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5 Simple Stretches You Can Do at Your Desk to Relieve Neck and Back Tension

5 Simple Stretches You Can Do at Your Desk to Relieve Neck and Back Tension

As a freelance writer, I spend a lot of time at my desk. Too much time, usually. In fact, it isn’t all that uncommon for me to wake up around 5:00 AM, go straight to my desk and work almost nonstop until dinnertime. Without a doubt, this way of living has definitely taken its toll on my neck and back. What really surprised me was how much.

When speaking with Dr. Ernest Centofanti, Certified Chiropractic Sports Physician and owner of Centofanti Chiropractic Centers, I learned just how damaging my lifestyle was on my body. In fact, he explained that “sitting for long periods of time puts as much pressure on the discs in the lower back as standing with 200 pounds on your shoulders.” No wonder I feel exhausted at the end of the day!

…sitting for long periods of time puts as much pressure on the discs in the lower back as standing with 200 pounds on your shoulders.

To help combat this effect, there are certain stretches that Dr. Centofanti recommends that you (and I) do. The best part is that they can be done right at your desk, so you can slip them into your busy day quickly and easily. Here they are:

  • Arm Rest Lift. This particular stretch helps decompress your spine from spending hours in the sitting position, and it also works to strengthen your core. To do it, grab the arm rests on your chair and push yourself up, straightening out your arms and pulling your knees up and off the floor. Stay in this position for about eight seconds before releasing.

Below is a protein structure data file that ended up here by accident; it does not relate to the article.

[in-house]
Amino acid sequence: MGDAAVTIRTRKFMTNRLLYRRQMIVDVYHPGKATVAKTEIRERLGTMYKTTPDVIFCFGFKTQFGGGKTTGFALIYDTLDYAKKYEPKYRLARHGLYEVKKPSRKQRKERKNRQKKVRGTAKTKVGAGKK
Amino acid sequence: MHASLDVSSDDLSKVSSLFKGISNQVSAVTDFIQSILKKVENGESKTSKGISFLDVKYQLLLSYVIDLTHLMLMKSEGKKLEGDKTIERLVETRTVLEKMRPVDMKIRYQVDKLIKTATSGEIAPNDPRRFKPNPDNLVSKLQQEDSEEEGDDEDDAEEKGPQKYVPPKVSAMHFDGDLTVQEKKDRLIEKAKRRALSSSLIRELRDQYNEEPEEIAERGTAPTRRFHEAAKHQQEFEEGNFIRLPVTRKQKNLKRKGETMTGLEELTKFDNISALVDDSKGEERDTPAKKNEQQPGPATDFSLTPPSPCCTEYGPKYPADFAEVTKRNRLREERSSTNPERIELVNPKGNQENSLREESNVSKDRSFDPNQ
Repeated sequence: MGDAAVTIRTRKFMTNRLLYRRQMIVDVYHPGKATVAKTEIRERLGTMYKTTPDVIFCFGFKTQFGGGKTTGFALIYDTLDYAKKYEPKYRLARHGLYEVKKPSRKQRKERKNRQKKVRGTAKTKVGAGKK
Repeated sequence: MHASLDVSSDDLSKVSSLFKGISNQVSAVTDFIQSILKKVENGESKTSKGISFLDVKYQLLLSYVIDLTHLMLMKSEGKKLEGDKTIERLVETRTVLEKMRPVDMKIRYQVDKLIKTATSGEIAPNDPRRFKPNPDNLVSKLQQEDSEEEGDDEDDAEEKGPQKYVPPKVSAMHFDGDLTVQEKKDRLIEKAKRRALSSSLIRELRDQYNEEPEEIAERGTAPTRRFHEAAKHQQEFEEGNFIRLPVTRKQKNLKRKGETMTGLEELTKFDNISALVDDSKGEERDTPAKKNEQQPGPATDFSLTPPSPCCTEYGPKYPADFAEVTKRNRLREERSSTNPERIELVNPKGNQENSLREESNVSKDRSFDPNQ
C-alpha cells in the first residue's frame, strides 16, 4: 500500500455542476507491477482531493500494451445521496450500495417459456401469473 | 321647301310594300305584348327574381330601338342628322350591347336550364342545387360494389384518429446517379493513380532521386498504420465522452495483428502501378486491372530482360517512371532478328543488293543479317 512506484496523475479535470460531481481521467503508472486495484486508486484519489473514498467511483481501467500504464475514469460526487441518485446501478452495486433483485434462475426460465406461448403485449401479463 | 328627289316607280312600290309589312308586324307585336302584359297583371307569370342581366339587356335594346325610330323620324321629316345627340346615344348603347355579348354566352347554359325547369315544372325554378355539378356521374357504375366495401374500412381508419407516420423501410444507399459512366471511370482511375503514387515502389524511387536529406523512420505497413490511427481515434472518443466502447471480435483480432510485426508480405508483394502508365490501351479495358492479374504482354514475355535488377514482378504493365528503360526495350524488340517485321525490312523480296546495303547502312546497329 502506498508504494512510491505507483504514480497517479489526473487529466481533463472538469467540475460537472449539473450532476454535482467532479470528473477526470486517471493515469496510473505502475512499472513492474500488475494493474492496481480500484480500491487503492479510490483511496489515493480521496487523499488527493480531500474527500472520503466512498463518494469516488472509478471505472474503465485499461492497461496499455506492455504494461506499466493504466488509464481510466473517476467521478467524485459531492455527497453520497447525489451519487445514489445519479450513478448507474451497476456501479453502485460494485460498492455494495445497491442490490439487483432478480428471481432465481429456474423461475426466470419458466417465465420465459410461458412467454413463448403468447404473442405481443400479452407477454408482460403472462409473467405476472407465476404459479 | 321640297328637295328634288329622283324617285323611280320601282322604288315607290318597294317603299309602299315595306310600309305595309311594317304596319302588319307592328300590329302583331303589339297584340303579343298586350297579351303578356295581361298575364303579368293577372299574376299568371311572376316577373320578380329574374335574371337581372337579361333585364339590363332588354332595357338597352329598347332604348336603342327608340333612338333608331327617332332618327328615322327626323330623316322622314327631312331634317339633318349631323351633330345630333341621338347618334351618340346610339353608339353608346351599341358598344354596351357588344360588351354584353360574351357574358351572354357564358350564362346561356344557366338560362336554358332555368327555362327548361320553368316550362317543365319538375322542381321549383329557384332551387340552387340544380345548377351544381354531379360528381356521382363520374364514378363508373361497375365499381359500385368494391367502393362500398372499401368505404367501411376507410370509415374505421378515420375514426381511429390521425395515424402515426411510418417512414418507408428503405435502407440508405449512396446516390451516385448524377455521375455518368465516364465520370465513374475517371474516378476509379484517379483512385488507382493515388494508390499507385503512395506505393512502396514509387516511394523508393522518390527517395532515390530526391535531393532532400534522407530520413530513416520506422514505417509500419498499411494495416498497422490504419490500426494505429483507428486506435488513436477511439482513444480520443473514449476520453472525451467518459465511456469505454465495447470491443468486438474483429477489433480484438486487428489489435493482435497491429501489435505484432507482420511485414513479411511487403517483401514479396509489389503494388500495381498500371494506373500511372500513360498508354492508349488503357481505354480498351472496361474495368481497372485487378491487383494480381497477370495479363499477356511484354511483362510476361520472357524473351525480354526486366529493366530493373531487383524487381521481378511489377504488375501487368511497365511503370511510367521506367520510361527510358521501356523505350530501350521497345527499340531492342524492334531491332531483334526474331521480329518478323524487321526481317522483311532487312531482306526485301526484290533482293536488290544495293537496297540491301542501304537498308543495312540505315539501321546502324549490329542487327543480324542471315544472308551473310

• Head Push Back. This movement helps get rid of neck tension and pain, and can even sometimes get help you get rid of a headache. Simply put your hands behind your head, like you would if you were lying on the floor and ready to do a crunch. Then push your head back while resisting the push with your hands. Hold this for a few seconds and release.
  • Shoulder Blade Squeeze. When you sit in front of the computer for long periods of time, your shoulders tend to round inward, putting you at risk of developing upper crossed syndrome. Upper crossed syndrome occurs when your chest muscles tighten and your shoulder and upper back muscles weaken, creating an imbalance that can lead to joint dysfunction and pain. To help combat this, squeeze your shoulder blades together as if you are trying to hold a pencil in between them. This will help release the muscles in your chest while putting your body back in a healthier position.
  • Side Neck Stretch. If you find that you are constantly rubbing your neck to help ease the tension or get rid of the pins and needles feeling in the back of it, this move may help. Simply sit in your chair and use your right hand to gently pull the back of your head so that your right ear comes closer to your right shoulder. At the same time, hold the seat of the chair with your left hand in order to elongate the stretch. Hold this position for 8 to 10 seconds and then switch to the other side.
  • Front Neck Stretch. To stretch the muscles in the front of your neck, take the fingers in your right hand and kind of hook them into your right collar bone. Slowly bend your neck to the back and left, extending your neck until you feel a good stretch in the front of it. Hold it for 8 to 10 seconds and then do the same thing on the other side.

In addition to doing these stretches, make sure you get up every so often and actually move around. Even if you just go to the bathroom, grab a coffee, or walk around the room, every little bit helps.

I will do these if you will. Who is with me?



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by Christina DeBusk //

Freelance writer, author, and small business consultant committed to helping entrepreneurs achieve higher levels of success.

Opinions expressed by contributors are their own.